The column I began writing at 7 a.m. on September 11, 2001, addressed the American military's reliance on satellites and issues involving "a potential arms race in space." Of course, by 9 a.m., space militarization became less pressing, as al-Qaida turned jumbo jets into ballistic missiles and murdered 3,000 innocents.
When China tested an anti-satellite (ASAT) weapon in January 2007, I considered resurrecting the column, but America's "surge" in Iraq shoved outer space aside.
The Obama administration has revived the subject -- after a fashion. Check the White House Website on the page detailing defense-related campaign promises. The new administration opposes "weaponizing space" and will "restore American leadership on space issues ... ." Restoration means seeking "a worldwide ban on weapons that interfere with military and commercial satellites" and includes "thoroughly" assessing "possible threats to U.S. space assets and the best options, military and diplomatic, for countering them ... ." Obama promises to accelerate "programs to harden U.S. satellites against attack."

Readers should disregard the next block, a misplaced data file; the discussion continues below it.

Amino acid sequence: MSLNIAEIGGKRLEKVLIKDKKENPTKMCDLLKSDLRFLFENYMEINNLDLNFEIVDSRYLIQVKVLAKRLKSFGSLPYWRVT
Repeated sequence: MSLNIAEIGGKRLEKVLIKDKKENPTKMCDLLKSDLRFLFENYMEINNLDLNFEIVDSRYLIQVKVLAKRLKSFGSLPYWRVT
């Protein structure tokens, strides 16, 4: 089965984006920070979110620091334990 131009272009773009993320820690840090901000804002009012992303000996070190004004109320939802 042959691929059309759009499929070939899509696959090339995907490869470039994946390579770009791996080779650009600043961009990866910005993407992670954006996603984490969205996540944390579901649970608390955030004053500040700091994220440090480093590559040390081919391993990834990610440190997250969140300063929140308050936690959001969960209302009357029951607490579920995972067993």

Though the fervent language implicitly suggests this is a dramatic change from the Bush administration, it actually echoes Maj. Gen. James Armor's congressional testimony of May 2007 during hearings investigating the implications of China's anti-satellite test. The hearings were the unclassified component of a thorough assessment of a real threat to U.S. space assets, the Chinese ASAT, and a public example of U.S. leadership on space issues.
Armor (director of the Pentagon's National Security Space Office) noted that changes in U.S. space policy since the Eisenhower administration "have been evolutionary" (i.e., have changed, based on experience), but "the key tenets have remained remarkably consistent. One such tenet is the compelling need for a strong national security space sector and the inherent right of self-defense to protect U.S. national interests in space." Yet U.S. space policy, Armor argued, is "based on a longstanding U.S. commitment to peaceful uses of outer space ... ."
Advertising execs know touting laundry soap as "new" or "improved" increases sales though the "new" product differs little from the old. From Ike to G.W. Bush, administrations have had to balance the "peaceful use" of space against evolving technological threats to its peaceful use. The same dilemma confronts Obama and will vex his successor, as well.
Austin Bay is the author of three novels. His third novel, The Wrong Side of Brightness, was published by Putnam/Jove in June 2003. He has also co-authored four non-fiction books, to include A Quick and Dirty Guide to War: Third Edition (with James Dunnigan, Morrow, 1996).
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